Herbert A. Jump was an especially articulate enthusiast for the use of motion pictures. His 1911 pamphlet The Religious Possibilities of the Motion Picture argued that film is the most important invention since the printing press. Films would make the gospel story vivid and interesting. For Jump, film projectors could become consecrated machines that attract the unchurched:
The great cry of the unchurched millions ought to ring in our ears permitting us no rest until we have availed ourselves of every conceivable device to attract them to the higher life in Jesus Christ.
Across the country, some churches purchased projection equipment, installed permanent machines in their auditoriums, and integrated film clips into their Sunday services. Short films became sermon illustrations. Other films were shown before Sunday school. Some pastors rented equipment and raised giant screens in large, outdoor venues. By 1920 more than 2,000 churches were actively using motion pictures in their services, and up to 15,000 church schools and clubs were using them as part of their ministry.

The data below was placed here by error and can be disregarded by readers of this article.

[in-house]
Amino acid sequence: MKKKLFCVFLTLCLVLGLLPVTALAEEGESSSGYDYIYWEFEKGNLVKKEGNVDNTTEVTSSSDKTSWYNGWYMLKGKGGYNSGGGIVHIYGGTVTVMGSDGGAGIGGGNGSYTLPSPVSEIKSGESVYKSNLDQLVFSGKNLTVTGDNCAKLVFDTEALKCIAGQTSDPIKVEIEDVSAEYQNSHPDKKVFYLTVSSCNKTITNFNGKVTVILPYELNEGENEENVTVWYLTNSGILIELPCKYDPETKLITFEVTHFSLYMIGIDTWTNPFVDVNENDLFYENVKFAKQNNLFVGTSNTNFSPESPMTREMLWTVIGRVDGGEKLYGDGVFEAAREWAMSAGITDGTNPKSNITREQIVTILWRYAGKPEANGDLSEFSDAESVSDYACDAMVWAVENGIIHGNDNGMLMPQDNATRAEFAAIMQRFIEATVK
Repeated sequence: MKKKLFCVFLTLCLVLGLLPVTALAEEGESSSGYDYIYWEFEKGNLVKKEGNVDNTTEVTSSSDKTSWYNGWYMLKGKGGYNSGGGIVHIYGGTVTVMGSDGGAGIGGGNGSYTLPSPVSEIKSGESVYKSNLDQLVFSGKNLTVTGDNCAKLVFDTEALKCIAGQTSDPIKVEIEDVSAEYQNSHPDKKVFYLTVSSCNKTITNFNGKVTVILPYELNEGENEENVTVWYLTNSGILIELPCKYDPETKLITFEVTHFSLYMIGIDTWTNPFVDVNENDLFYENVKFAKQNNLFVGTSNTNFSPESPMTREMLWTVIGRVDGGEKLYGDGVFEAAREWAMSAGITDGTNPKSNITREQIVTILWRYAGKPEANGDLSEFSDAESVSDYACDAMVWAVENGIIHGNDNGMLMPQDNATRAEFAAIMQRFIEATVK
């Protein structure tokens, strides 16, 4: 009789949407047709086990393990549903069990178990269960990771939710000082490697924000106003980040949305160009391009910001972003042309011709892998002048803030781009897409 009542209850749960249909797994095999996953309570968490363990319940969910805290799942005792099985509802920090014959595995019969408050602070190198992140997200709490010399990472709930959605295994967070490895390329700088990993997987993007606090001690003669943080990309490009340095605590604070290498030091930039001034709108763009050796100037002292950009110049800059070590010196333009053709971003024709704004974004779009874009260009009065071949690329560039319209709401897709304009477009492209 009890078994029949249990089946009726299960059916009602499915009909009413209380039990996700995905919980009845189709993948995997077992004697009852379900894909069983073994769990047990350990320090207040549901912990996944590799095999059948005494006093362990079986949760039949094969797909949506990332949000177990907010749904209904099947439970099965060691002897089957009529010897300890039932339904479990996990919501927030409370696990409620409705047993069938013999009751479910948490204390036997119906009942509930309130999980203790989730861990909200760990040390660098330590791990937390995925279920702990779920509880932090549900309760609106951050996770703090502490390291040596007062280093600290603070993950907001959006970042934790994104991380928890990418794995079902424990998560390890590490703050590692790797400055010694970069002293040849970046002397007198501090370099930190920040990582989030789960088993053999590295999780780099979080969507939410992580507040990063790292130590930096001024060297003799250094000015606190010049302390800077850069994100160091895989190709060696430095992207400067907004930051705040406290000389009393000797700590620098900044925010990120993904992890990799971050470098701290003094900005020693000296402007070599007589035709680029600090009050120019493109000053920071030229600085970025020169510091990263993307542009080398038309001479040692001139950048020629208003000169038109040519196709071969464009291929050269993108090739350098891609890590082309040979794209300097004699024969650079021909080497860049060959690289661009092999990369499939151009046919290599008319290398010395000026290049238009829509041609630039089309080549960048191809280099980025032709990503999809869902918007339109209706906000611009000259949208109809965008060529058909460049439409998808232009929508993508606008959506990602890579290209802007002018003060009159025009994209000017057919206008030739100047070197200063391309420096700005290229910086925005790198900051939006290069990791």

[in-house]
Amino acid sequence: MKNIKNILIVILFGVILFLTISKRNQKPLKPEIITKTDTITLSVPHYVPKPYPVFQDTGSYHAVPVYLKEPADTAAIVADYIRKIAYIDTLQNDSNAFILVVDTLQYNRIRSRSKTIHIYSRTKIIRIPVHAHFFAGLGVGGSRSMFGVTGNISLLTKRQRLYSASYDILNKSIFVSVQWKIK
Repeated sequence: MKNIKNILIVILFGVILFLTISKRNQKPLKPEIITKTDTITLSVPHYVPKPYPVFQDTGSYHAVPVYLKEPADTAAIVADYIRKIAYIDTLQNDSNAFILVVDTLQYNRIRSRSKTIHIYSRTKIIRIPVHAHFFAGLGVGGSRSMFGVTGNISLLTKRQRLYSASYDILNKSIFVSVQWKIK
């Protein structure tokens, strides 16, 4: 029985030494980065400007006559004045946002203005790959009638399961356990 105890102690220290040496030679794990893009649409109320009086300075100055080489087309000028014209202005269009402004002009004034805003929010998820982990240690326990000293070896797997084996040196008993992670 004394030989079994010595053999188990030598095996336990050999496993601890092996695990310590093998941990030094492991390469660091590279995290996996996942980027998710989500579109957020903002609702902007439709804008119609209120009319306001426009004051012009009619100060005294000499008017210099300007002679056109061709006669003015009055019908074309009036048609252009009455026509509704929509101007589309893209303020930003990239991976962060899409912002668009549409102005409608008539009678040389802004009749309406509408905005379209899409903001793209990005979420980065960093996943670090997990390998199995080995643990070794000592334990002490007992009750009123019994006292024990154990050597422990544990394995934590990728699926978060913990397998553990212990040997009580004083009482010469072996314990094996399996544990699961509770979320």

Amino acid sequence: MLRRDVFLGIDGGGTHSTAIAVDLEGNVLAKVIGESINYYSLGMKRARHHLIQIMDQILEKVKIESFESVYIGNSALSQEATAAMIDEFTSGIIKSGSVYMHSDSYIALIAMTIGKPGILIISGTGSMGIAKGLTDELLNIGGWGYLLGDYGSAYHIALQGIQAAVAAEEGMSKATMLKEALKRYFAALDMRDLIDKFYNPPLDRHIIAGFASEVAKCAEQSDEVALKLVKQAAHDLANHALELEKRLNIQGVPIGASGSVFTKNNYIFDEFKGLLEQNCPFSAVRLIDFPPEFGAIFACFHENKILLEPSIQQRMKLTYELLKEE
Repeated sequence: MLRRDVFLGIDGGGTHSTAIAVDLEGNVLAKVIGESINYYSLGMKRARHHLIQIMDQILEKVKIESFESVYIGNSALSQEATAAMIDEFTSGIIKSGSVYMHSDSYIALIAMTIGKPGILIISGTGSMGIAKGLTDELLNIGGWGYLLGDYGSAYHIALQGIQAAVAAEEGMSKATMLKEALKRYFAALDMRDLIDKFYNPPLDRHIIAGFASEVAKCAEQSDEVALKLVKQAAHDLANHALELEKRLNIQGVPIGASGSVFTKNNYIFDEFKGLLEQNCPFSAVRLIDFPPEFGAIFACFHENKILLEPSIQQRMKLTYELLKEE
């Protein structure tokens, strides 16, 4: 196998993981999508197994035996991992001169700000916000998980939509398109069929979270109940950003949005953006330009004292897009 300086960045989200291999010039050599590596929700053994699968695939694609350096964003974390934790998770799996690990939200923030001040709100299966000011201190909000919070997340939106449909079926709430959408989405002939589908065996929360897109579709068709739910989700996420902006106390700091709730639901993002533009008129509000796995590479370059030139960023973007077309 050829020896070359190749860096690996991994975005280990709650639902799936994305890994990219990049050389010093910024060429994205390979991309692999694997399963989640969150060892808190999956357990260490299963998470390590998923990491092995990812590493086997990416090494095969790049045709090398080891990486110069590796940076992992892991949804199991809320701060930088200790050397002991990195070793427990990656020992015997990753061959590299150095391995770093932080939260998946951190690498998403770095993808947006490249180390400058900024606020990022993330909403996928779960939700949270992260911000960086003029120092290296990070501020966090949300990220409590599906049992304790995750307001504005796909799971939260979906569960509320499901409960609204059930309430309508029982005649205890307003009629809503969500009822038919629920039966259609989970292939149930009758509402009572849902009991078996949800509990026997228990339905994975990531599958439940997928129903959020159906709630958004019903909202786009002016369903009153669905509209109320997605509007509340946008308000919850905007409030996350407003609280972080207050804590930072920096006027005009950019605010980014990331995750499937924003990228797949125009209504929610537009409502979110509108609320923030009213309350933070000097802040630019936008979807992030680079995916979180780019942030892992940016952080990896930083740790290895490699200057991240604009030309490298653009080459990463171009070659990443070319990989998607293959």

But the great majority of church leaders avoided films altogether. The Motion Picture Producers and Distributors of America established its Committee on Religious Pictures in 1923 to prime the pump for more pictures. They hoped to connect the motion picture industry with the needs of churches and help church leaders understand the problems involved in meeting the demand—especially their cost to produce. Little happened. Two years later, they tried again and it flopped again. Funds simply failed to turn up to support the expense of moviemaking for such a limited audience.